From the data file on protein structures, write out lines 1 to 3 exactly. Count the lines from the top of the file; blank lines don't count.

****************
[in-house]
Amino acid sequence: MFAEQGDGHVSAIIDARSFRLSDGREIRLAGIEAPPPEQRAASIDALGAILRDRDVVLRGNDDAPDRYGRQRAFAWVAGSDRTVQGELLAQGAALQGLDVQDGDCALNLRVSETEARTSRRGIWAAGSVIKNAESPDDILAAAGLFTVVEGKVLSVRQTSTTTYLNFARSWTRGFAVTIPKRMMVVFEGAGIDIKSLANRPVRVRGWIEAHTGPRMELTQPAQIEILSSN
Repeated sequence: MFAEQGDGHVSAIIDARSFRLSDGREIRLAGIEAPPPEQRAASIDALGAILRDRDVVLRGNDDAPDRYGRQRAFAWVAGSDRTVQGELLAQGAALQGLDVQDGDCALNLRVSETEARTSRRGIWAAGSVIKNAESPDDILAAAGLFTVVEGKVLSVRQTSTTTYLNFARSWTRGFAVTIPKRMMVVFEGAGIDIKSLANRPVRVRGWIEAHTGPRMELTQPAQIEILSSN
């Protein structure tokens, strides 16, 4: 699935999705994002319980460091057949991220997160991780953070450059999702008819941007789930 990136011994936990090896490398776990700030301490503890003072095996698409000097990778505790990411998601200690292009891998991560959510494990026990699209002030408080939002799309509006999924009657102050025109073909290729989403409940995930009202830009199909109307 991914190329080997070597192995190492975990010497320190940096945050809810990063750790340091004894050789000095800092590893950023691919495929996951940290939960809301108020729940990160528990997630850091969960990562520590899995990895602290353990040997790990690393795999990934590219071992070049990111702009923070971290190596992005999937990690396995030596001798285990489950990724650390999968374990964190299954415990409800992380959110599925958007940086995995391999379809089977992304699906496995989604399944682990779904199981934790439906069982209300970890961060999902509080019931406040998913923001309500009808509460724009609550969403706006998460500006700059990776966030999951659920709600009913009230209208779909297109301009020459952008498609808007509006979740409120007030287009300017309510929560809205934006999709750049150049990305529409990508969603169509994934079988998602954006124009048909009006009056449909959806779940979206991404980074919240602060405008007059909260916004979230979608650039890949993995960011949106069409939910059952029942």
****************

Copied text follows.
[in-house]
Amino acid sequence: MFAEQGDGHVSAIIDARSFRLSDGREIRLAGIEAPPPEQRAASIDALGAILRDRDVVLRGNDDAPDRYGRQRAFAWVAGSDRTVQGELLAQGAALQGLDVQDGDCALNLRVSETEARTSRRGIWAAGSVIKNAESPDDILAAAGLFTVVEGKVLSVRQTSTTTYLNFARSWTRGFAVTIPKRMMVVFEGAGIDIKSLANRPVRVRGWIEAHTGPRMELTQPAQIEILSSN
Repeated sequence: MFAEQGDGHVSAIIDARSFRLSDGREIRLAGIEAPPPEQRAASIDALGAILRDRDVVLRGNDDAPDRYGRQRAFAWVAGSDRTVQGELLAQGAALQGLDVQDGDCALNLRVSETEARTSRRGIWAAGSVIKNAESPDDILAAAGLFTVVEGKVLSVRQTSTTTYLNFARSWTRGFAVTIPKRMMVVFEGAGIDIKSLANRPVRVRGWIEAHTGPRMELTQPAQIEILSSN